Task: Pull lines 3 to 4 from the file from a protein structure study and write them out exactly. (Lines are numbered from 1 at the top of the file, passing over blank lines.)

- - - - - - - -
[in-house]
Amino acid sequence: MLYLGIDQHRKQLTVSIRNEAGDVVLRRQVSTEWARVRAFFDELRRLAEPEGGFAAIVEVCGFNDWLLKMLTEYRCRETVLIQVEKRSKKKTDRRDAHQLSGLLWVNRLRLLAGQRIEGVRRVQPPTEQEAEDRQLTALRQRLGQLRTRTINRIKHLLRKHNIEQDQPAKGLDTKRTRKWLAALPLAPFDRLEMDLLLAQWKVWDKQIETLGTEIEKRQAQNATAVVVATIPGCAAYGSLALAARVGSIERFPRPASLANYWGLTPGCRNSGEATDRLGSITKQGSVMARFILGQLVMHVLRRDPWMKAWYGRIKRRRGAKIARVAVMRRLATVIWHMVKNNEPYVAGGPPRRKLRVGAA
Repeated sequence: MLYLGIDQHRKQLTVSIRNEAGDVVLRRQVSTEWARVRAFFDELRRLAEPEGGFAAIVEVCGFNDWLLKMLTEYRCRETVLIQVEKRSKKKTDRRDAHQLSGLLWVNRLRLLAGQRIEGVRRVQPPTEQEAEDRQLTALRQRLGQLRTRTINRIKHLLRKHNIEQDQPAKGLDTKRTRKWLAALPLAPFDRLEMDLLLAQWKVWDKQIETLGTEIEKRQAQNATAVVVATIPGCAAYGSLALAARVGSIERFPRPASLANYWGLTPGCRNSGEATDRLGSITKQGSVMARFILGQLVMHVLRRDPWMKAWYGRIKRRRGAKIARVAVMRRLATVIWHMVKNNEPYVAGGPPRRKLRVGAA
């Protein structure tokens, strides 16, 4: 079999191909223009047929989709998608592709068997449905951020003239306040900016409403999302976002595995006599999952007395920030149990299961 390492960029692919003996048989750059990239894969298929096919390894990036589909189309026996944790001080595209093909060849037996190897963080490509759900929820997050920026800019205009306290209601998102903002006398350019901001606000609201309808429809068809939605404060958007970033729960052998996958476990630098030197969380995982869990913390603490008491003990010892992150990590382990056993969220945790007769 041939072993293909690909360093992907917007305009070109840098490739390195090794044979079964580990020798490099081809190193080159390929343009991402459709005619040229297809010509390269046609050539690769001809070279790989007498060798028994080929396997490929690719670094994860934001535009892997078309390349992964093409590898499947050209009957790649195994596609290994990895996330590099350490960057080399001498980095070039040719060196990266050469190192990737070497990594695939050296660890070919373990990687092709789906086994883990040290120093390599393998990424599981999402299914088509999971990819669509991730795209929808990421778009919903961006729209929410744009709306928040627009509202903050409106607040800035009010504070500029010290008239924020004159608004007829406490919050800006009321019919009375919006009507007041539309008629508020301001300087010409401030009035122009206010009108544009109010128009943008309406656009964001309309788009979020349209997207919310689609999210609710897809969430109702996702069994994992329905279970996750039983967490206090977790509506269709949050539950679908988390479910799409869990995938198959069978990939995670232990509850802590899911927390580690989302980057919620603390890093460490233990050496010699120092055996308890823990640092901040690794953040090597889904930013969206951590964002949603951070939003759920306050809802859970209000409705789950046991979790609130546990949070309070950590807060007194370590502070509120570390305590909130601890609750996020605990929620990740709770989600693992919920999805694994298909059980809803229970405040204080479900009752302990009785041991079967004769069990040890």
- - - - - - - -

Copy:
Repeated sequence: MLYLGIDQHRKQLTVSIRNEAGDVVLRRQVSTEWARVRAFFDELRRLAEPEGGFAAIVEVCGFNDWLLKMLTEYRCRETVLIQVEKRSKKKTDRRDAHQLSGLLWVNRLRLLAGQRIEGVRRVQPPTEQEAEDRQLTALRQRLGQLRTRTINRIKHLLRKHNIEQDQPAKGLDTKRTRKWLAALPLAPFDRLEMDLLLAQWKVWDKQIETLGTEIEKRQAQNATAVVVATIPGCAAYGSLALAARVGSIERFPRPASLANYWGLTPGCRNSGEATDRLGSITKQGSVMARFILGQLVMHVLRRDPWMKAWYGRIKRRRGAKIARVAVMRRLATVIWHMVKNNEPYVAGGPPRRKLRVGAA
């Protein structure tokens, strides 16, 4: 079999191909223009047929989709998608592709068997449905951020003239306040900016409403999302976002595995006599999952007395920030149990299961 390492960029692919003996048989750059990239894969298929096919390894990036589909189309026996944790001080595209093909060849037996190897963080490509759900929820997050920026800019205009306290209601998102903002006398350019901001606000609201309808429809068809939605404060958007970033729960052998996958476990630098030197969380995982869990913390603490008491003990010892992150990590382990056993969220945790007769 041939072993293909690909360093992907917007305009070109840098490739390195090794044979079964580990020798490099081809190193080159390929343009991402459709005619040229297809010509390269046609050539690769001809070279790989007498060798028994080929396997490929690719670094994860934001535009892997078309390349992964093409590898499947050209009957790649195994596609290994990895996330590099350490960057080399001498980095070039040719060196990266050469190192990737070497990594695939050296660890070919373990990687092709789906086994883990040290120093390599393998990424599981999402299914088509999971990819669509991730795209929808990421778009919903961006729209929410744009709306928040627009509202903050409106607040800035009010504070500029010290008239924020004159608004007829406490919050800006009321019919009375919006009507007041539309008629508020301001300087010409401030009035122009206010009108544009109010128009943008309406656009964001309309788009979020349209997207919310689609999210609710897809969430109702996702069994994992329905279970996750039983967490206090977790509506269709949050539950679908988390479910799409869990995938198959069978990939995670232990509850802590899911927390580690989302980057919620603390890093460490233990050496010699120092055996308890823990640092901040690794953040090597889904930013969206951590964002949603951070939003759920306050809802859970209000409705789950046991979790609130546990949070309070950590807060007194370590502070509120570390305590909130601890609750996020605990929620990740709770989600693992919920999805694994298909059980809803229970405040204080479900009752302990009785041991079967004769069990040890």